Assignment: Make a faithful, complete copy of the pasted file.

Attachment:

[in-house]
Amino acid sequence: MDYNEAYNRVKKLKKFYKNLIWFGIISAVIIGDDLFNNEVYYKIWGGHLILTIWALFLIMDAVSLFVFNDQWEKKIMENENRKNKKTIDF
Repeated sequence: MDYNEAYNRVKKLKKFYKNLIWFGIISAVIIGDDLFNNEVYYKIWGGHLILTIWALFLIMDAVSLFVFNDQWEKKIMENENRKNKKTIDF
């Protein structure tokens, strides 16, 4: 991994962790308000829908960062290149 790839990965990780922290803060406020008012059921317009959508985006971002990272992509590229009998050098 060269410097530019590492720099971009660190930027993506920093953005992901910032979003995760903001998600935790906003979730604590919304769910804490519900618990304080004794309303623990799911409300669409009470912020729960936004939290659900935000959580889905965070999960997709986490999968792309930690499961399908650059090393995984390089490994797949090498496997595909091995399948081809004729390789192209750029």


[in-house]
Amino acid sequence: MDYNEAYNRVKKLKKFYKNLIWFGIISAVIIGDDLFNNEVYYKIWGGHLILTIWALFLIMDAVSLFVFNDQWEKKIMENENRKNKKTIDF
Repeated sequence: MDYNEAYNRVKKLKKFYKNLIWFGIISAVIIGDDLFNNEVYYKIWGGHLILTIWALFLIMDAVSLFVFNDQWEKKIMENENRKNKKTIDF
């Protein structure tokens, strides 16, 4: 991994962790308000829908960062290149 790839990965990780922290803060406020008012059921317009959508985006971002990272992509590229009998050098 060269410097530019590492720099971009660190930027993506920093953005992901910032979003995760903001998600935790906003979730604590919304769910804490519900618990304080004794309303623990799911409300669409009470912020729960936004939290659900935000959580889905965070999960997709986490999968792309930690499961399908650059090393995984390089490994797949090498496997595909091995399948081809004729390789192209750029």